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Chook Charcoal Chicken brings rotisserie chicken, global flavors to the masses

The Denver-based B corporation is working toward a better food system

Alex Seidel is not accustomed to using recipes.

“I had never had recipe books in my kitchen. It was always just teach to cook,” said the chef and owner of Fruition and Mercantile Provisions, two beloved restaurants in Denver where Seidel is a culinary star.

“I’ve been programmed to think, ‘Yeah. My labor’s going to be 40-45% and that’s just the way it is, and if it takes five minutes to create the salad, it takes five minutes to create the salad,’” Seidel added.

But that approach had to change when he was developing Chook Charcoal Chicken with business partner Adam Schlegel, who also is a founder of casual-dining breakfast-and-lunch chain Snooze A.M. Eatery.

Chook, which rhymes with “nook,” is Australian slang for chicken, and the restaurant is inspired by Schlegel’s years spent living in Melbourne, Australia. Some of his favorite meals for him, his wife and two kids were from corner shops that served affordable, tasty dishes where you knew where all the ingredients came from.

It took Schlegel a couple of years to get Seidel on board, but ultimately the idea of serving food of the same quality that he serves at his full-service restaurants in a format that more people could afford appealed to him.

“There are issues of food access, food quality, distribution, processing — the overall health of the food system. … Chook is really meant to tackle all of those challenges and provide good food to more people in more neighborhoods,” Seidel said.

Chook is also a certified B-corporation, meaning it needs to satisfy certain criteria around environmental sustainability and social equity, among other standards.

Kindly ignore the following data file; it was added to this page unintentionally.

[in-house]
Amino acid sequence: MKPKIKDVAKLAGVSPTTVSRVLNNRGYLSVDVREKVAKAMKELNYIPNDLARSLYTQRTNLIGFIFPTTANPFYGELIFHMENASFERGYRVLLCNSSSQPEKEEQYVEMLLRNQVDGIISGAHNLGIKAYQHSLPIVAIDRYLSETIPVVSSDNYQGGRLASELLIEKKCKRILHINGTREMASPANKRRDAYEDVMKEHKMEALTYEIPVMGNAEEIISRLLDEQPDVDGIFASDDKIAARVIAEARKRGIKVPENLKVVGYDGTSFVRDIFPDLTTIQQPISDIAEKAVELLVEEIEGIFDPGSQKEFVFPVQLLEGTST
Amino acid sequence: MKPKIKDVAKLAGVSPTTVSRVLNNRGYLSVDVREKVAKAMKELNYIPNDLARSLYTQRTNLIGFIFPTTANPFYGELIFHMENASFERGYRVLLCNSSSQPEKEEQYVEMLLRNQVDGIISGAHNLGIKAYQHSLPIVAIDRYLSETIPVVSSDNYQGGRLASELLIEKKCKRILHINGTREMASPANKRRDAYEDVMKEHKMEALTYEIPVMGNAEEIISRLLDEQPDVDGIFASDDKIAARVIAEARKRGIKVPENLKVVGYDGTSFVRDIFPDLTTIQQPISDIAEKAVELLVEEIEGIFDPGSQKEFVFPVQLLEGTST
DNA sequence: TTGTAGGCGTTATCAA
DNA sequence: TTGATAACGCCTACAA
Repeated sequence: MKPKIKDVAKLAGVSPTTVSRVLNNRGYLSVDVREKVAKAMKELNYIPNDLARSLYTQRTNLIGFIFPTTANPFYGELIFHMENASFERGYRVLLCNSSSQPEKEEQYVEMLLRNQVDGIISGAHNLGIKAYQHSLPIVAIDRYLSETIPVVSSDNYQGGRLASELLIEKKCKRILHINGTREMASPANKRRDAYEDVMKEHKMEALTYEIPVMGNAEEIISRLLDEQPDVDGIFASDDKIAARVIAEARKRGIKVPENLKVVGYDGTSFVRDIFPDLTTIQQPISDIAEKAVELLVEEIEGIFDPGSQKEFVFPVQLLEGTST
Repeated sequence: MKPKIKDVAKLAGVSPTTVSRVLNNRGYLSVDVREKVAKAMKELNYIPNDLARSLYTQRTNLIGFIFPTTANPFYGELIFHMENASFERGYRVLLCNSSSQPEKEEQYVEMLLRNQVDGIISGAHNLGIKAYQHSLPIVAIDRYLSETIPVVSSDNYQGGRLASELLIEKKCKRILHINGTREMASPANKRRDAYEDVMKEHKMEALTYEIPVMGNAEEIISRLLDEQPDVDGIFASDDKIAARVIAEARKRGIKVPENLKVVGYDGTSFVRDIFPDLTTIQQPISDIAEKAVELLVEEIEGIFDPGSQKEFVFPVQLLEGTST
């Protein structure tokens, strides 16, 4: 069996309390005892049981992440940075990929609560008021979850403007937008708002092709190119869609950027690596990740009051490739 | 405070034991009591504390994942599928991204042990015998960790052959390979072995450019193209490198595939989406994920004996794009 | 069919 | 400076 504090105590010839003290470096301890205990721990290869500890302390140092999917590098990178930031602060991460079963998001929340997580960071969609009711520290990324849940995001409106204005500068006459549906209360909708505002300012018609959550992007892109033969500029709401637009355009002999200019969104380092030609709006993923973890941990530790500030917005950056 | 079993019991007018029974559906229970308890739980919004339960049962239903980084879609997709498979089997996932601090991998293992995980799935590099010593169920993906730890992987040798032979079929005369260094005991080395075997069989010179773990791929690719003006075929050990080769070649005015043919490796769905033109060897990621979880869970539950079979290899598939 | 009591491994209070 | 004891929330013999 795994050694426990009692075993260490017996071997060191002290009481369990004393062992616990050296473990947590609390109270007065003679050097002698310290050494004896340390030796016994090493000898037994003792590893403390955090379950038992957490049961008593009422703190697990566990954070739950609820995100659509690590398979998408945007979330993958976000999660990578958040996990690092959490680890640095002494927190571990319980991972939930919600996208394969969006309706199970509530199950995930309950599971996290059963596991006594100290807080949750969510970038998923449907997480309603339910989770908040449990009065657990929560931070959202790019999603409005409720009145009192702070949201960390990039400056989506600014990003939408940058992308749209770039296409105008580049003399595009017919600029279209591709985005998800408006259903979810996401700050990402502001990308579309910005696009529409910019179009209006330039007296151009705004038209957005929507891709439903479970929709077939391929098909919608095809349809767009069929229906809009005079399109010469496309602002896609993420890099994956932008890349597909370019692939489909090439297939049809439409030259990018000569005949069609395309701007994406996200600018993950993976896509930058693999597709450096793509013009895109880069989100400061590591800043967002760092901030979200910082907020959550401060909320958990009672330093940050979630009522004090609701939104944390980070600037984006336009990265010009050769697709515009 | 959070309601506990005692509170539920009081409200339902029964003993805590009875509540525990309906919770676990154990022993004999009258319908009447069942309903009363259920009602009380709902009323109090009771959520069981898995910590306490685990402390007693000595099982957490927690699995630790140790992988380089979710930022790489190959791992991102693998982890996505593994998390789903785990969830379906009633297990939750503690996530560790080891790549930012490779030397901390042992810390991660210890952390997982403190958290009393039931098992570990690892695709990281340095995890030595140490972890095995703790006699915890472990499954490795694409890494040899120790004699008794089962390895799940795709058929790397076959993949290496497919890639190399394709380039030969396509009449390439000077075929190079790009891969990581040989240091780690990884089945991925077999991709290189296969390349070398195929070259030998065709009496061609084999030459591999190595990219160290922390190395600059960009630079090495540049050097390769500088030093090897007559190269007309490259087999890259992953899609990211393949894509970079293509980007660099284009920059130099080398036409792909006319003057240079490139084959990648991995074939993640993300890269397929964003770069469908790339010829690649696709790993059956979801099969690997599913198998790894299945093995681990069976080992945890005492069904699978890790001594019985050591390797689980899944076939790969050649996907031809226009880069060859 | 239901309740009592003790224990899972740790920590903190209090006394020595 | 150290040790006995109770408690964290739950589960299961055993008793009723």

The restaurants serve rotisserie chicken, sourced from the same northern Indiana purveyor that sells chicken to Seidel’s other restaurants, cooked over a charcoal grill. It’s served with a global pantry of sauces, including traditional gravy of chicken stock reduction thickened with roux, chimichurri, piri-piri, barbecue sauce and a Mexican hot sauce called macha thickened with pumpkin seeds.

Sides include mac ’n’ cheese, mashed potatoes and gravy and potato wedges, but also grilled seasonal vegetables, charred vegetables seasoned with dukkah, celery-apple slaw and cucumbers with feta cheese, mint, cashews and red onion in a red wine vinaigrette. There are five different salads and four sandwiches, and falafel was added last October to appeal to vegetarians. Schlegel says the falafel is successful enough that they’re having trouble keeping up with demand and are now shopping for new machines.

The average per-person check is in the $13-$15 range.

The restaurants are now thriving, with three locations in three different Denver-area neighborhoods and a fourth soon to open in the south Denver suburb of Greenwood Village, Colo.

To a certain extent, Chook — which first opened in December of 2018 — was well-suited to the onset of the pandemic. With a mission to provide wholesome, delicious and affordable food to people who couldn’t afford Seidel’s other restaurants, the menu had been designed to streamline labor and keep food costs in line.

Take a tour of Chook below.

Although the menu looks complex, most of the vegetable dishes are based around cauliflower, broccoli and carrots.

“I worked on the brine recipe [for the chicken] for a long time, because a brine at Mercantile takes me a couple hours to make. The brine here, you fill up a five-gallon bucket of water and its done,” he said.

Seidel said that when they opened the second Chook location, he was surprised at how consistent the sauces remained, and it was also true with the third restaurant. The fourth location is going to be larger, with a commissary to produce all of the restaurants’ sauces and dressings, as well as falafel batter.

He’s in no rush to expand, however.

“We always look at this as one at a time. This is a restaurant, not a ‘concept,’” Seidel said.

But Schlegel said they would ultimately like to bring more good food to more people.

“We obviously believe a lot in what we do and can see Chook being really beneficial in a lot of communities,” he said. “The more that we do this, the better our poultry industry can be and the better opportunities we can give to our teams.”

Contact Bret Thorn at [email protected] 

Follow him on Twitter: @foodwriterdiary

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